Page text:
– Jon Raynor
    Jan 31, 2012 at 17:22

Well, there really isn't a best answer, until you get into the job.

1-good tools make a good job. Buy or rent a compressor and a framing gun. To purchase, go to the pawn shops for good deals. Buying the right tools will greatly decrease the amount of labor.

2-if walls are installed on top of the particle voard, you have a code issue anyway. No inspector would allow it today, especially on that crap. It needs to be fixed. Buy a few jacks and some 4x4's. You can ballance the wall for a bit with these if you have to.

3-yes, adding plywood on top will give you issues with the heights of the floors. And doorways, closet doors, etc. It's a pain, since many doors are hollow-core, so you can't just cut them off..

So... Anything worth doing is worth doing right. It will cost you more right now but it will pay off in the long run. Good luck.


I have only worked on one house like this. I talked to a house inspector in the area who has inspected almost 4000 houses, and he has seen this three times. In any case, I have come across similar situations with rotted subfloors, etc... Below is one solution - not ideal, but functional and relatively long lasting. You could try:

  1. Pull up the existing flooring and baseboards in the room you are working in.
  2. Use a skillsaw to cut through the particle board ~1-1/2" from the walls (use a sawzall or something similar to finish cuts). Try not to cut into the joists or blocking, so set your skillsaw depth carefully to 7/8".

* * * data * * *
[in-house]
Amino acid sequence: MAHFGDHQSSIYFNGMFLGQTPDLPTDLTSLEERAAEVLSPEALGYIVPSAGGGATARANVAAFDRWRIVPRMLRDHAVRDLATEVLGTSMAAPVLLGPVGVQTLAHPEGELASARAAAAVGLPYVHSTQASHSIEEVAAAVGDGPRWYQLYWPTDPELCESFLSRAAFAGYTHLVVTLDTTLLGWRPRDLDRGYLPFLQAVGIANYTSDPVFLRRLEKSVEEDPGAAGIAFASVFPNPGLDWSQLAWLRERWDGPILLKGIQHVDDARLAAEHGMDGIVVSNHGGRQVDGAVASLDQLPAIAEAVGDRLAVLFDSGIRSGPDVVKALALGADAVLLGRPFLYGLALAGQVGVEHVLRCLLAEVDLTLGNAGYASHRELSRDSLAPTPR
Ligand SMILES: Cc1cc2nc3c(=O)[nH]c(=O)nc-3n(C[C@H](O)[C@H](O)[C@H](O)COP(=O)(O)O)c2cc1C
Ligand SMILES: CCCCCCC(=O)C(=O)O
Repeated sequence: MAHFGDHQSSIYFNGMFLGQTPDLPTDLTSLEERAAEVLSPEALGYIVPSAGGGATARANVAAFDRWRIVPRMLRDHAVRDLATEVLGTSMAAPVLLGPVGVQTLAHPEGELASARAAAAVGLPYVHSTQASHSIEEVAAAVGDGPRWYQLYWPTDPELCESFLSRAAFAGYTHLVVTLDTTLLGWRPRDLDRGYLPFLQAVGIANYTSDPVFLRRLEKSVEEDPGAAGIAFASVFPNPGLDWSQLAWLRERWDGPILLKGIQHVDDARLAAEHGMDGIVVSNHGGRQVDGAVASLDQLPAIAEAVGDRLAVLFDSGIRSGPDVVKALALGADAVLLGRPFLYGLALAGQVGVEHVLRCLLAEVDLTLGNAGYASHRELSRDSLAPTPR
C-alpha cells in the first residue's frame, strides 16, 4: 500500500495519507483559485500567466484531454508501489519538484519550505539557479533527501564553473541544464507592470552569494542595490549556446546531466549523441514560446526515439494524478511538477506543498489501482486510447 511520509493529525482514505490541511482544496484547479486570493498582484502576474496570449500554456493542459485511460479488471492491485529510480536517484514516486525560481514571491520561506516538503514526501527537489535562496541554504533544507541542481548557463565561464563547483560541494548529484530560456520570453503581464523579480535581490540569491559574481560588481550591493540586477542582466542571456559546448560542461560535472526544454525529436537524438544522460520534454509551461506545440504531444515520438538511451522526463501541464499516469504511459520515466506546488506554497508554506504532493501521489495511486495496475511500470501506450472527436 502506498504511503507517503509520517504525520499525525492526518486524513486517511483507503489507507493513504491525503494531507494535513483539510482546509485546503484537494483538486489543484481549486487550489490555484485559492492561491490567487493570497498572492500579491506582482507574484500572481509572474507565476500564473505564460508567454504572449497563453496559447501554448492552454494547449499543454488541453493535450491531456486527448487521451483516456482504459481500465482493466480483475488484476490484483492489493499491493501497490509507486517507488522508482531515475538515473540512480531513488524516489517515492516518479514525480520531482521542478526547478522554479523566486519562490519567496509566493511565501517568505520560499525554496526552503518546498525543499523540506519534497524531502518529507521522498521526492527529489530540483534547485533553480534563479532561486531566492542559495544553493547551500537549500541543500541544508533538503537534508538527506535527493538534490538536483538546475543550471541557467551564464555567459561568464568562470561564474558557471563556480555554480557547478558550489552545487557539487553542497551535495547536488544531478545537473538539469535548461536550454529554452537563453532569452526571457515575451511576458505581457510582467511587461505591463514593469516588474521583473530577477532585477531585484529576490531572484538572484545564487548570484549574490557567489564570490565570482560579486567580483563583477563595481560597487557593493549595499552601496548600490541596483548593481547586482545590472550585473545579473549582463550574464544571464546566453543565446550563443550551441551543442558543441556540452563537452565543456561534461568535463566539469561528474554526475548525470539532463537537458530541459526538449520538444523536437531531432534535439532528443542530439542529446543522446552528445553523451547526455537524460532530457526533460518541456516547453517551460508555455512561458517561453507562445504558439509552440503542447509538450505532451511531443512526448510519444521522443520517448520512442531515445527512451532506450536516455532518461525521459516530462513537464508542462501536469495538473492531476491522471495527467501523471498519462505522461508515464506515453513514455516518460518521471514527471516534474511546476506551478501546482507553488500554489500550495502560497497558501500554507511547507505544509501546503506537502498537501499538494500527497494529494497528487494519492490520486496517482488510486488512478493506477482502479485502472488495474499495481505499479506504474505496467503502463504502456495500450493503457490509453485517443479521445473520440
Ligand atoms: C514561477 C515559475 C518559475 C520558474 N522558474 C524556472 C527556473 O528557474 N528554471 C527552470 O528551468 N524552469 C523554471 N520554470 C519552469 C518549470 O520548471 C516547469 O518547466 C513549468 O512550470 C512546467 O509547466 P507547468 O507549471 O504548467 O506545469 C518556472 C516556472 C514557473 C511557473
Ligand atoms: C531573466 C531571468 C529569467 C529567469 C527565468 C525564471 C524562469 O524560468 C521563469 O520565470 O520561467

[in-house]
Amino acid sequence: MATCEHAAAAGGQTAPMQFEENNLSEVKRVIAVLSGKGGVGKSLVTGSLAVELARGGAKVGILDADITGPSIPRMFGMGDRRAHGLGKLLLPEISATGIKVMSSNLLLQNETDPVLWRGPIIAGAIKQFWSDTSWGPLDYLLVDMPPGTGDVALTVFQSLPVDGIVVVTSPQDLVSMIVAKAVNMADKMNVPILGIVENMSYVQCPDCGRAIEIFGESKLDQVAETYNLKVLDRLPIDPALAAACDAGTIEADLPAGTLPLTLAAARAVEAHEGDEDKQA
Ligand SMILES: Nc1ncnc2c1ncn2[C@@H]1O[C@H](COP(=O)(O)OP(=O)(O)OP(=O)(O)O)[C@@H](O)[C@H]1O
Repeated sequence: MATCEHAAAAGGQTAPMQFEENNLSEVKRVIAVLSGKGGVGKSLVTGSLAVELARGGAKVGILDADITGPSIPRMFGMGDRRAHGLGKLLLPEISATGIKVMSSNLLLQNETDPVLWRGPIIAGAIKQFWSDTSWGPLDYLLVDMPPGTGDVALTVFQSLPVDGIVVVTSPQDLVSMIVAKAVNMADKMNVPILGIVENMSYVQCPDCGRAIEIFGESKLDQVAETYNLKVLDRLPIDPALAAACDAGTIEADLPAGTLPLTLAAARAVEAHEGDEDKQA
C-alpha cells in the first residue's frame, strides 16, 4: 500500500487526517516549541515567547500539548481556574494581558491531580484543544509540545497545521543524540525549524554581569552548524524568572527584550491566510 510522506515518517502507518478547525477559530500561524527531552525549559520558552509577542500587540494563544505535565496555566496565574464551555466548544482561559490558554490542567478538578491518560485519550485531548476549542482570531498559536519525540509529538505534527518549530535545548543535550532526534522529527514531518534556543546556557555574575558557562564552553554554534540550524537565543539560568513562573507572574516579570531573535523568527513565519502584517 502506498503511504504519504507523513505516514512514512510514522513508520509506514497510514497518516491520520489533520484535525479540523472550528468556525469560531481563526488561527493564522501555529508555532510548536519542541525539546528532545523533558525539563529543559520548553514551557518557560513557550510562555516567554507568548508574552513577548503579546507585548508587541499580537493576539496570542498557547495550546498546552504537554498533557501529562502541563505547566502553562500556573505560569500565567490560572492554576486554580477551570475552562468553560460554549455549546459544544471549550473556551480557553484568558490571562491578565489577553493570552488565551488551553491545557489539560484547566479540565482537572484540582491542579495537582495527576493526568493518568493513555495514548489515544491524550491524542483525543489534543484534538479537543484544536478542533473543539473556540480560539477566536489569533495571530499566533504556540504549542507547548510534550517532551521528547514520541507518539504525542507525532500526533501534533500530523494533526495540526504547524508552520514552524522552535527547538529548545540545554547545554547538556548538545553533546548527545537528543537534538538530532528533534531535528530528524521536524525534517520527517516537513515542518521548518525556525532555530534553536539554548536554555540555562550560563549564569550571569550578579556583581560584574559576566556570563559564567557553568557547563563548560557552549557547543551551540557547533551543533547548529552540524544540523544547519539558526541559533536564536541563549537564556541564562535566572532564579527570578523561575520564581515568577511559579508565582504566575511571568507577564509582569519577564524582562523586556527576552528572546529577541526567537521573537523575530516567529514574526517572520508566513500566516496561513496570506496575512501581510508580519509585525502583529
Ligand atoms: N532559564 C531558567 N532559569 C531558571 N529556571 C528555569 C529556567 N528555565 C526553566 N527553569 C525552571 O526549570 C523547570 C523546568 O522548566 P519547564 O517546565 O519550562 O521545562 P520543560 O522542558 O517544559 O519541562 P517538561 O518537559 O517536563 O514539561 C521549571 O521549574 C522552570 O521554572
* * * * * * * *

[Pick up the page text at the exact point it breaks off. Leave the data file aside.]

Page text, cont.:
3. Remove the subfloor in the room leaving the 1.5" strip on the edges.
  4. Block the edges of the cut subfloor.
  5. Install 3/4" T&G sanded subfloor plywood where the subfloor has been removed. Use glue and screws. If you cannot get the T&G in, you can block the edges of the plywood, and use regular plywood instead.
  6. The walls should be sitting either on joists or blocking, and nails should penetrate into the joist or blocking. If not, you can use longer screws or lag bolts from underneath, two every sixteen inches to attach the wall. Watch out for wires, pipes, etc...
  7. Use a sander if the Particle board is slightly thicker than the new subfloor to level it out. If it is thinner, you will need to use some sort of floor leveling compound.
  8. Note that this is not really changing the structural rating of the existing floor - but it is a working solution that will allow you to get your work done!

Good luck.

  • can you explain what you mean by "block the edges"? thanks! Jan 17, 2017 at 8:19

I had the floors installed over the particle board. The cost to remove the subfloor was so high that it wouldn't be worth it. It's been almost three years and no issues. If it ever does start moving, yeah I'll have a problem on my hands!

Your Answer

By clicking “Post Your Answer”, you agree to our terms of service and acknowledge you have read our privacy policy.

Not the answer you're looking for? Browse other questions tagged or ask your own question.